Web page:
I have a question for you faithful readers, who lives in a pineapple under the seas? If you knew the answer to that question then The Spongebob Musical is for you. My kids grew up on Spongebob Squarepants and unlike Teletubbies or The Wiggles, I never prayed for them to grow out of Spongebob. It was clever and funny and it played to adults almost as much as it did to kids. It didn’t pander to children and just try and keep them occupied, it told funny stories set in a grown up world of work, but you know, under the sea. Attending The Spongebob Musical on opening night felt something like I imagine attending a One Direction concert would be like. The audience was off the hook, there’s a double meaning in that for Spongebob fans. But in all sincerity, you couldn’t ask for a better audience to enjoy a show with. I have never heard an audience react like that at Lyric Arts. Sure, there were obviously a lot of Spongeheads in the audience, but the performance justified the hysteria. This isn’t the greatest show in the world, but it’s sure is one kelp of good time. The terrific cast brings these characters to life in a theater transformed from floor to ceiling into Bikini Bottom. It’s everything you expect from Spongebob and several things you don’t, and all of it is designed with one thing in mind, to make you smile.

If you have any connection at all with Spongebob Squarepants I highly recommend seeing The Spongebob Musical.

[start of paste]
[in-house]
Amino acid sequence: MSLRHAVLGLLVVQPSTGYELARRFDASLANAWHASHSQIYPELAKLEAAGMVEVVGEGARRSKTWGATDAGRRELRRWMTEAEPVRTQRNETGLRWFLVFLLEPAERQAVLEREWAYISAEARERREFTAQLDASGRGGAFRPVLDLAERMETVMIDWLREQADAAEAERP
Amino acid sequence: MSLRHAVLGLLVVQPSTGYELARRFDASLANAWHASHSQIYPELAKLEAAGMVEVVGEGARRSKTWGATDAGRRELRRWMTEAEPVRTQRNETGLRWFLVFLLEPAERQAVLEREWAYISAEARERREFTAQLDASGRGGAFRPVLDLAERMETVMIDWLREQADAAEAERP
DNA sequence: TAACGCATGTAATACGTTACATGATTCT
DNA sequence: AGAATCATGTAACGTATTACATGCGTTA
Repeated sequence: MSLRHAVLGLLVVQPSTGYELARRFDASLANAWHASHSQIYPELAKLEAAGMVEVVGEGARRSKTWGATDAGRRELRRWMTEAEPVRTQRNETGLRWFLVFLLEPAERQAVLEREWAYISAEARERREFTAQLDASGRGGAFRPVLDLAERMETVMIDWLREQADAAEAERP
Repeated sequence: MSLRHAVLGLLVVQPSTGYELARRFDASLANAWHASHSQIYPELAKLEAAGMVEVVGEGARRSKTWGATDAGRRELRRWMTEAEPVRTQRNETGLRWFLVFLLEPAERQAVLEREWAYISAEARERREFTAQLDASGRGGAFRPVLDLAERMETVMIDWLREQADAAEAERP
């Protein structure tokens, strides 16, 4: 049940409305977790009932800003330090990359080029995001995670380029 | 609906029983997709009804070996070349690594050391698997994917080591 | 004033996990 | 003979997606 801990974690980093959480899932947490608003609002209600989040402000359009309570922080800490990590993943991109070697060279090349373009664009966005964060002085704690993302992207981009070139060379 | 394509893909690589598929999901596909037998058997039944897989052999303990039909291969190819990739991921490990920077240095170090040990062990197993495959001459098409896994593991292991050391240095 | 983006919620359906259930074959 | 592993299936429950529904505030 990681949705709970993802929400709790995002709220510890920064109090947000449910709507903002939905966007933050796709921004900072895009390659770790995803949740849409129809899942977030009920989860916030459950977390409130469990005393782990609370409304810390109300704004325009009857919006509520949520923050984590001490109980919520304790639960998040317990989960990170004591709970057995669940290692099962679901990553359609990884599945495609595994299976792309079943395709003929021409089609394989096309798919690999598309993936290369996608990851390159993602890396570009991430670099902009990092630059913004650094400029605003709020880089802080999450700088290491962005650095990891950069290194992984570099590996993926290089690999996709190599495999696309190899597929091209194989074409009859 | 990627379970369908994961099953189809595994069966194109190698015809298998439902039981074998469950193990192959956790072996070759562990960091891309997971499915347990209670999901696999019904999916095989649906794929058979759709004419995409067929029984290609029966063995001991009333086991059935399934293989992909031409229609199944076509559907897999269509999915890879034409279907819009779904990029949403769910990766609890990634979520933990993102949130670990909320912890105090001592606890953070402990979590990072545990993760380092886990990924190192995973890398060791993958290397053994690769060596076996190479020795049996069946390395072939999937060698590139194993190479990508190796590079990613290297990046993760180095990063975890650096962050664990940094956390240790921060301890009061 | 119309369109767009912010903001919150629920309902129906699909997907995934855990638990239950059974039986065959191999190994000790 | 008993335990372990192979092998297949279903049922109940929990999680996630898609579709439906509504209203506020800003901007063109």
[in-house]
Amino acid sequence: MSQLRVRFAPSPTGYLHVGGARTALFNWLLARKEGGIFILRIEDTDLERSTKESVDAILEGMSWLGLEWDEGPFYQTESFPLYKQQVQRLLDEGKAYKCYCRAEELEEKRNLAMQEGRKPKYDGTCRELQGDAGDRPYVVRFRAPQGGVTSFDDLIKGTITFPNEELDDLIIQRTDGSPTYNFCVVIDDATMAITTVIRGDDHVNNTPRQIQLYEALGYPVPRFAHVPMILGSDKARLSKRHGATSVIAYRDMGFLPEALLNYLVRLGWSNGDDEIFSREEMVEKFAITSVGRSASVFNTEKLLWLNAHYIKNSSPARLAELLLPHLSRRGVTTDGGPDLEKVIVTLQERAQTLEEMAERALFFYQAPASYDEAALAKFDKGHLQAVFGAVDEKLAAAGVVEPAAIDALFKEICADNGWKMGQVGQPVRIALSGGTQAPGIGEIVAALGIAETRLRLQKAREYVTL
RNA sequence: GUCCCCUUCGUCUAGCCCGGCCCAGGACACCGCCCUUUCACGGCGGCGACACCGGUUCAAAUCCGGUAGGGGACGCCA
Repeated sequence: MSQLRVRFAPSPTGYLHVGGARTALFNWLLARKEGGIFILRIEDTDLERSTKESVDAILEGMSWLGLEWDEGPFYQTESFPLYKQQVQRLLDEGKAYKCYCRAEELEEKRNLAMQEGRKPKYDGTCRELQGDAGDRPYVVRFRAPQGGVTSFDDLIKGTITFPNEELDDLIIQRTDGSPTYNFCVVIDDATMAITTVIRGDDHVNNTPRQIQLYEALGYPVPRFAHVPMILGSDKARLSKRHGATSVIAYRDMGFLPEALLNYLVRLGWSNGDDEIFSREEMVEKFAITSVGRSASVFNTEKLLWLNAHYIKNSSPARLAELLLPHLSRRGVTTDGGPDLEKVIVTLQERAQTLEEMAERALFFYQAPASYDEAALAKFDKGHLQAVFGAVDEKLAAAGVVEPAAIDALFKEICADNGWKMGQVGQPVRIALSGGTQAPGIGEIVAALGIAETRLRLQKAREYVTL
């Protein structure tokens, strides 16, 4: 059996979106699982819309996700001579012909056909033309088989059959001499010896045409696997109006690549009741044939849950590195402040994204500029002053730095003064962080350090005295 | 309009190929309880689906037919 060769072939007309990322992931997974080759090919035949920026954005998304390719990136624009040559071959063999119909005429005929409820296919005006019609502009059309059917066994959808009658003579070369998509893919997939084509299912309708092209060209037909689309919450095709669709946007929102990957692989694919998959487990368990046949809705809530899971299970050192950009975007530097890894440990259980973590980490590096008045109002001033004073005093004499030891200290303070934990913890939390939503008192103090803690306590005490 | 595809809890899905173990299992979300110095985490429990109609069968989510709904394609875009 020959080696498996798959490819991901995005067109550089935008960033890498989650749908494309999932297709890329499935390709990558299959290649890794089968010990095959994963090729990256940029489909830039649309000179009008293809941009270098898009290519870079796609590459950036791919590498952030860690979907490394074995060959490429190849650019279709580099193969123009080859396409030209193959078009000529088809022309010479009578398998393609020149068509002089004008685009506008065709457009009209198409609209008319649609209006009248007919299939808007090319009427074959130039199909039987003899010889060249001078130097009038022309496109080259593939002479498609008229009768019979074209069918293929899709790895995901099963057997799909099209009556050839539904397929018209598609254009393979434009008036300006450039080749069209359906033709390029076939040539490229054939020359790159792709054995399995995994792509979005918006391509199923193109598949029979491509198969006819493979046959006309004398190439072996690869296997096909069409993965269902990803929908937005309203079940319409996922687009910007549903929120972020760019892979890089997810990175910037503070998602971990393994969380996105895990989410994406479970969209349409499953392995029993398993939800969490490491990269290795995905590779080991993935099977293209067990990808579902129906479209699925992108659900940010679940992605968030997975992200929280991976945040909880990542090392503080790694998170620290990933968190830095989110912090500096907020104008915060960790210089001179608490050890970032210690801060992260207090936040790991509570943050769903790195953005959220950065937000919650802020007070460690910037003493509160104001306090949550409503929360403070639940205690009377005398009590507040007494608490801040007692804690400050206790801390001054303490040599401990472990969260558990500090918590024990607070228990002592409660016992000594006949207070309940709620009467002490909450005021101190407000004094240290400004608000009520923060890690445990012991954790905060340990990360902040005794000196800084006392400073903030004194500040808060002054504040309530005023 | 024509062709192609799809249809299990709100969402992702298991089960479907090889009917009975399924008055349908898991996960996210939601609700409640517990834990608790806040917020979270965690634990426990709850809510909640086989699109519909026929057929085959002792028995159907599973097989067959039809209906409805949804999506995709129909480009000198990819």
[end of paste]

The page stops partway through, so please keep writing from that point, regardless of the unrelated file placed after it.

This is kind of an unusual musical in that, the book is by Kyle Jarrow but the songs are originals by a variety of artists. There is one existing David Bowie and Brian Eno song “No Control” as well as the “Spongebob Theme Song” and the song “Best Day ever” from the Spongebob Squarepants movie. The list of artists that contributed original songs is kind of wild. There’s The Flaming Lips, Panic! At the Disco, They Might Be Giants, John Legend, Sara Bareilles, and Cyndi Lauper just to name a few. The story involves a volcano that is going to erupt and destroy Bikini Bottom. The townspeople are in a panic and refuse to listen to the plan of resident Scientist and land mammal Sandy Cheeks. Instead they are led, using tactics of fear, by Plankton, the local mad scientistrestaurateur to put on a benefit concert to raise funds to buy an escape pod large enough for them all to flee inHis true objective is to get them all in one place so he can mass hypnotize them into preferring his restaurant The Chum Bucket to that of his competitor the Krusty Krab owned by Mr. Krabs and in which both Spongebob and Squidward work. Given it’s themes of stirring up Xenophobia and anti-science, it’s surprising to learn that the musicals development and premiere pre-date the Trump Presidency. While Plankton has the towns folk turning against each other, it’s up to Spongebob and his best friend Patrick to help Sandy stop the volcano’s eruption and save Bikini Bottom. Meanwhile Squidward, attempts to organize the benefit concert in hopes of getting a chance to realize his life’s dream of performing at the Bikini Bottom Clamshell. Jarrow clearly understands the world of Spongebob as his book feels like a very extended episode of the TV show. In fact, now might be a good time to warn you, the show is kinda long, with the intermission it runs about two and a half hours. Children under 5 are not admitted, if your older kids say 7 to 12 are into Spongebob, don’t worry about the length, the show is so entertaining it will hold their attention. But if your kids don’t like SB or loudish sound, this isn’t the show for them. And 12 isn’t the top age for the show, my wife and I loved it as did our 21 year old daughter.